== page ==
Esther Guillen, a Graduating Religion Major (Jewish Studies Minor) has been awarded the Andras award for her research project on Jewish divorce.

The Andras award is awarded to support the cost of a research project or paper undertaken by an undergraduate or graduate student attending Carleton University. This grant is awarded in alternate years for a research project in one of the following areas: (a) Jewish studies; (b) trade union history or the democratic socialist movement in Canada. Endowed 1972 in memory of the late Mr. A. Andras, a member of Carleton’s Board of Governors.

Ms. Guillen was selected for this award in recognition of her research with professors Deidre Butler (Religion) and Betina Kuzmarov (Law) on a new interview based project focusing on Jewish divorce in the Canadian context.  The Agunah project is a new (2016) interdisciplinary ethnographic project being undertaken by Professors Deidre Butler (Religion, College of Humanities) and Betina Kuzmarov (Law).  Addressing the lacunae of Canadian ethnographic research, the project significantly reframes the question of the  Agunah (Jewish women who cannot secure religious divorces) by placing it within the larger Jewish communal context, focusing in on the particularities of the Canadian experience, and, in approaching the question through the disciplinary lenses of religious studies and law, reconfiguring the theoretical frameworks that inform contemporary analyses.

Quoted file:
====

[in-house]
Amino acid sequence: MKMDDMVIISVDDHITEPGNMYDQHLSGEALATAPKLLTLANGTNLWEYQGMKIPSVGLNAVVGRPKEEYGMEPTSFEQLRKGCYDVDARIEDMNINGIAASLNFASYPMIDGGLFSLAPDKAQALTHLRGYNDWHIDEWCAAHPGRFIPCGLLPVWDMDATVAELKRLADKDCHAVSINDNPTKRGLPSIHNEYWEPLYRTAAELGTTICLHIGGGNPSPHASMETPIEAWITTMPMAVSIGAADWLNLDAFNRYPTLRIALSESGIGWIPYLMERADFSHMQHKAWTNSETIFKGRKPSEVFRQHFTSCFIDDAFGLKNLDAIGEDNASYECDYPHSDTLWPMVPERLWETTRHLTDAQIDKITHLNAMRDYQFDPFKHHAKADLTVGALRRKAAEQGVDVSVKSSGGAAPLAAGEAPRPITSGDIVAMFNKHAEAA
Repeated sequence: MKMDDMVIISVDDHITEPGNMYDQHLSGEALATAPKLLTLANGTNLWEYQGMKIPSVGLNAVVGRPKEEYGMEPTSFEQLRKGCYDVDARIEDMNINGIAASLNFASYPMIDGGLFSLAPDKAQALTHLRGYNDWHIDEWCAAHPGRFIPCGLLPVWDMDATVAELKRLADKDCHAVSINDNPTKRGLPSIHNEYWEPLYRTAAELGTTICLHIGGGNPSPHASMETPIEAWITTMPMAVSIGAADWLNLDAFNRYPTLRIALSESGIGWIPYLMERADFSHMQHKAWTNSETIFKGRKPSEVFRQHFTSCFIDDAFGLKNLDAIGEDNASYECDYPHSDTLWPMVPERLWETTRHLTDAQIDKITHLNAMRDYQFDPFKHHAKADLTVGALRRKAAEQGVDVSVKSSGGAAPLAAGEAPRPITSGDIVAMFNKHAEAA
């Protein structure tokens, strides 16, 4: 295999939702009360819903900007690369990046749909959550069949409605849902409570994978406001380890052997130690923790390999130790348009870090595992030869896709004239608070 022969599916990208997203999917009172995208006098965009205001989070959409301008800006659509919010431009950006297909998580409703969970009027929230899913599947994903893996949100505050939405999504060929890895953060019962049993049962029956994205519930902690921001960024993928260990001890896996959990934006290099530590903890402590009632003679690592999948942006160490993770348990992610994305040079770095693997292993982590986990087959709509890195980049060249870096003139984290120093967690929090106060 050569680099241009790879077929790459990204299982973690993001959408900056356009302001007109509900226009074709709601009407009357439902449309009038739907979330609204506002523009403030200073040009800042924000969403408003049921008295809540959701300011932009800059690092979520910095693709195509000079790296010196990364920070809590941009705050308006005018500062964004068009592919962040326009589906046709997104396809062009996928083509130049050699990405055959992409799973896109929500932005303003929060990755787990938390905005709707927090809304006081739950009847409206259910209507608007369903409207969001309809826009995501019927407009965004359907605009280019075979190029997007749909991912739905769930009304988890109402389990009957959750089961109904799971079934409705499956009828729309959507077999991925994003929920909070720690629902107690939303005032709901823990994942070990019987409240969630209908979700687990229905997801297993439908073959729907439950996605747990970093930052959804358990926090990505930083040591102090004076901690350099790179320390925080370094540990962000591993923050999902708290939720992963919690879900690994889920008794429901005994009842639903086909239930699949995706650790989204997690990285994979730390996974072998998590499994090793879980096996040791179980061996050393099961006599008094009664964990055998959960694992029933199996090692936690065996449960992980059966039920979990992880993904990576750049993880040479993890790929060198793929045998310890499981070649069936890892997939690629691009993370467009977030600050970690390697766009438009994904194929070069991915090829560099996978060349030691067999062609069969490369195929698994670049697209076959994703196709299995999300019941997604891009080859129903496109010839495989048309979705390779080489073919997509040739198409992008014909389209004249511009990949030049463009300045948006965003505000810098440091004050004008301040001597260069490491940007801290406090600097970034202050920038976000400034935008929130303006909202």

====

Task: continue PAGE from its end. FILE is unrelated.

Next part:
Ms. Guillen’s project focused on theoretical issues: specifically, on the application of Religious Studies theory to Jewish law (halakha) and ethnography, as well as the intersections of feminist theories of religion and Jewish feminist thought.  She also developed a Hebrew language glossary for the project that will be used by future researchers.